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Carol Burnett and Soviets battle booze

By JOHN IAMS

MOSCOW -- With 4.5 million officially registered alcoholics in the Soviet Union, a 20-member branch of Alcoholics Anonymous appears to be only a drop in a sea of booze.

But it is a beginning -- and that is the message of a campaign brought to the Soviet Union by American movie and television star Carol Burnett.

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Burnett, whose parents died young as alcoholics, and her daughter Carrie Hamilton, 23, a recovered alcoholic and drug addict, spent three hours on telephone calls organized by a Soviet newspaper recently to spur interest in AA, whose program has benefited millions of alcoholics around the globe.

A feature film about alcohol abuse, starring Burnett, was shown in prime time on Soviet television about the same time.

'We spoke on two phones for three hours,' Burnett said in an interview after the telephone marathon. 'With the average call lasting three minutes, we must have spoken to more than 100 people.'

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The problems of Soviet problem drinkers and their families are the same as in the United States, she said.

'Only the language is different.

'The world has many heart-rending problems that we wish could be solved. Alcoholism, and addiction in general, are fortunately problems with a solution,' Burnett said.

Alcoholics Anonymous, the program of self-help through group discussion, could prove a boon to President Mikhail Gorbachev who has made alcoholism a top priority item.

Shortly after assuming power in 1985, Gorbachev cut sharply back on alcohol production, a move that resulted only in huge lines at liquor shops and a shortage of sugar, snapped up by people to make the illegal liquor known as samogon.

The campaign to establish AA in the Soviet Union was begun by Rev. J.W. Canty, chairman of the Soviet-U.S. Joint Conference on Alcoholism and Drug Addiction.

The Soviet Union has acknowledged for years that alcoholism is a serious problem, but has only recently admitted that drug abuse is widespread.

The Joint Conference invited Burnett to spend a week in Moscow to publicize the plight of alcoholics. Canty said Elizabeth Taylor has been invited to come next year to share her battle against alcohol and drugs.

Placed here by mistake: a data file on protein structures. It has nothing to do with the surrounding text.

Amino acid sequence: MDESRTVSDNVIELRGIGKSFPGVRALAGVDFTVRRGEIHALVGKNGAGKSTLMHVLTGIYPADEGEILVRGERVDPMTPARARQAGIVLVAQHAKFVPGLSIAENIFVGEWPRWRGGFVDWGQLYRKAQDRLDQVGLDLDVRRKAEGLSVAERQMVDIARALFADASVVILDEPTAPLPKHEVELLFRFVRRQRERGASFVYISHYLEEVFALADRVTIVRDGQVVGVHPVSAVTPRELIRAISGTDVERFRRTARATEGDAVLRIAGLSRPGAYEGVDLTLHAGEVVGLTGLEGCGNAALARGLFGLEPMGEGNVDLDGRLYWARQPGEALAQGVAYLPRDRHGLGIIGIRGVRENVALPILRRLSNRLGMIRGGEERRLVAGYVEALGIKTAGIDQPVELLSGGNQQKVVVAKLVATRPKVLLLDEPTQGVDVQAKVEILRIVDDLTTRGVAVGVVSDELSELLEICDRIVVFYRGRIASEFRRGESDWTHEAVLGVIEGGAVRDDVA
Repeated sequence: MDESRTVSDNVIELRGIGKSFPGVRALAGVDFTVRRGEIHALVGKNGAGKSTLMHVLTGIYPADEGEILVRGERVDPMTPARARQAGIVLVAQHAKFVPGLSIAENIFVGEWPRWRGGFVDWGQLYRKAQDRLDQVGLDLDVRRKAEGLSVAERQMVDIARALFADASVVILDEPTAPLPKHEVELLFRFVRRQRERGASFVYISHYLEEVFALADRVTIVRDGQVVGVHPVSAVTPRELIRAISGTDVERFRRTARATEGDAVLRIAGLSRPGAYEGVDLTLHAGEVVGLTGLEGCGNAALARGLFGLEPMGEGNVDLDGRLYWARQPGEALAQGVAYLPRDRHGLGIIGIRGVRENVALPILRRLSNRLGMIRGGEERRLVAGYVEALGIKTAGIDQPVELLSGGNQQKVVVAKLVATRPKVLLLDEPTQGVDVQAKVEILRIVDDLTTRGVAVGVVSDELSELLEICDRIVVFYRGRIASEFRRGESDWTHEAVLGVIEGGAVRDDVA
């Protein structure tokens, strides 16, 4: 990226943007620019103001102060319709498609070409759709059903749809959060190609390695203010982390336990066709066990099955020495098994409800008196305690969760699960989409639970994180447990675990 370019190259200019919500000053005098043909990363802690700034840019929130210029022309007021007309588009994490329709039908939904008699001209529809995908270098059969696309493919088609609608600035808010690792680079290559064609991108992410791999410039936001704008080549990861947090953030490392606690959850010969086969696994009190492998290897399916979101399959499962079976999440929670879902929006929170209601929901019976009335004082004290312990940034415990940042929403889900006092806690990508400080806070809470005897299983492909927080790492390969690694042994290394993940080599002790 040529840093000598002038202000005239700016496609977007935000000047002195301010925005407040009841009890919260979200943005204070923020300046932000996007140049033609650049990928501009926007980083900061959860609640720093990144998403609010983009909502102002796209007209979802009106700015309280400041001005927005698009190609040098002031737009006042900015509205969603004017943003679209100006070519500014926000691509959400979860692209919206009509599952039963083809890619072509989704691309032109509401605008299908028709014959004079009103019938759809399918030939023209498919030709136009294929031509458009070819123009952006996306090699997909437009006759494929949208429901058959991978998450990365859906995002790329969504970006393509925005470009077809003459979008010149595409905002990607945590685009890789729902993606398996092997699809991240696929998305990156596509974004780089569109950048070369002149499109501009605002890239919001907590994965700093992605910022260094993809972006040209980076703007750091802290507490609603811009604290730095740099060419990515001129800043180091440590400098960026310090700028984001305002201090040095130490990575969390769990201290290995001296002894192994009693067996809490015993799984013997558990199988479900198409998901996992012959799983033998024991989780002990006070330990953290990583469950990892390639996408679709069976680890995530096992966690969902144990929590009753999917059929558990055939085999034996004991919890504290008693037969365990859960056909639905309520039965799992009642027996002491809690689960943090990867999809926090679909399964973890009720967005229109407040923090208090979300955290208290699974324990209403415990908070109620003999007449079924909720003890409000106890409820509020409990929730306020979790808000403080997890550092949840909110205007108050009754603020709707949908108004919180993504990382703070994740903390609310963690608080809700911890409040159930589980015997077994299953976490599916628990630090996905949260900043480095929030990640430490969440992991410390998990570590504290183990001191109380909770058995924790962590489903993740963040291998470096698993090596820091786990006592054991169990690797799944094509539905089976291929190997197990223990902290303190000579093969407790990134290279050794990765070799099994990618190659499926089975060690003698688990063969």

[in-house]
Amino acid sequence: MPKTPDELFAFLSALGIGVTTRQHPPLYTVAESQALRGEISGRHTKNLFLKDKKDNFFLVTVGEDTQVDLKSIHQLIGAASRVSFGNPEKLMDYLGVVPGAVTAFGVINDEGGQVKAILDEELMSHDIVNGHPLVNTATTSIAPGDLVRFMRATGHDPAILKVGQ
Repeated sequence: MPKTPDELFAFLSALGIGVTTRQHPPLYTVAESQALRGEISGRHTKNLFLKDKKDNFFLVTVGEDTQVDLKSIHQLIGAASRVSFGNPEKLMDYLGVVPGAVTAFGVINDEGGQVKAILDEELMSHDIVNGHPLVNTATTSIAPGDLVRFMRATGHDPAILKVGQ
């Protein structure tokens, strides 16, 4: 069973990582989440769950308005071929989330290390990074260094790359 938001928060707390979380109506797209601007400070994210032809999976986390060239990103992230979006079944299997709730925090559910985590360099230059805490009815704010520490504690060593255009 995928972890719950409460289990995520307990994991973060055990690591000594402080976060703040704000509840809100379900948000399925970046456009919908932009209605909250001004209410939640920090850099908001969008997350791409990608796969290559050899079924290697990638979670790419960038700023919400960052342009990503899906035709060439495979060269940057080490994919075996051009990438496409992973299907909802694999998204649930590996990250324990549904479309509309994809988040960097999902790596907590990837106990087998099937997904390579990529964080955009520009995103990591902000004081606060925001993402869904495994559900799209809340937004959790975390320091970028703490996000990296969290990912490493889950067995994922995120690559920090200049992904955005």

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Besides the radio phone-in, Burnett and her daughter, who became addicted to drugs and alcohol at 15, held private meetings with 'recovering' alcoholics and shared their experiences in a 15-minute interview on national television before the showing of the American film 'Life of the Party: the Story of Beatrice,' the story of an alcoholic actress.

'In a country where 99 percent of the people have never heard of AA, we reached millions of viewers,' Burnett said. Soviet television officials estimated that 90 million viewers got the anti-alcohol message.

The AA idea is a new concept for the Soviet Union, with only one branch, known as 'Moscow Beginners,' being authorized so far. Canty said that because of lack of public knowledge it only has 20 members.

'Only two Communist countries, the U.S.S.R., and Poland, have registered AA groups, although the AA recovery program has saved millions of lives in the West,' he said.

Burnett said she and her daughter came to Moscow 'to share our experience, open up new communications with the Soviet people and introduce the concept of Alcoholics Anonymous.'

Canty, an Episcopal priest, said sobriety could benefit bilateral relations between the Soviet Union and the United States.

'A sober world is certainly a safer world,' he said. 'Finally our countries are working side by side, with peace and cooperation in the alcoholism struggle.'

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Twenty A.A. members in a nation of 4.5 million registered alcoholics and an unknown number of other sufferers is a humble beginning, Canty said, but the program 'is already enormously successful if it has only saved one life and healed one family.

'One life is the greatest resource any culture has,' he said.

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